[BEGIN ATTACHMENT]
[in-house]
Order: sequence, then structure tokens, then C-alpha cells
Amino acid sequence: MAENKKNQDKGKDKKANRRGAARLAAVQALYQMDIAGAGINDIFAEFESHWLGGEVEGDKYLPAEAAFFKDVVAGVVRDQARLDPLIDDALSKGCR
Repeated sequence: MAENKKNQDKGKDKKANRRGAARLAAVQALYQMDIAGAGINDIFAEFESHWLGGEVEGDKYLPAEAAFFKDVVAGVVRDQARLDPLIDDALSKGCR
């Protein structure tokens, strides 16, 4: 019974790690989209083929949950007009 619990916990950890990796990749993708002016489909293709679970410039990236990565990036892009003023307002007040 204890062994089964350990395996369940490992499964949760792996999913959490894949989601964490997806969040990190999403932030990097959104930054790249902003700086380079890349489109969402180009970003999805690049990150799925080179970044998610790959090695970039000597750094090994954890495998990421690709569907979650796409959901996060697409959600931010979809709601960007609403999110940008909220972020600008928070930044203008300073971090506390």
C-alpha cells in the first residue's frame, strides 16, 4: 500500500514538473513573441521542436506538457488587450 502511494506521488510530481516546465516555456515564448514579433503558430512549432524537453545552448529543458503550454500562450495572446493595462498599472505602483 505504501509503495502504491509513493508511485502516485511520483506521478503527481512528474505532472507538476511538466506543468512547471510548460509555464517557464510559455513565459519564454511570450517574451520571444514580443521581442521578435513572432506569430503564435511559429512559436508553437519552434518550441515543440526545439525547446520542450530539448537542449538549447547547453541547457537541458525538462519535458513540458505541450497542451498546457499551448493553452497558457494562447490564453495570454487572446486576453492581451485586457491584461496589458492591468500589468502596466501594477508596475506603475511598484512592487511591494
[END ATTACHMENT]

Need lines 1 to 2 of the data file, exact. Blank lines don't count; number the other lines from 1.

[in-house]
Order: sequence, then structure tokens, then C-alpha cells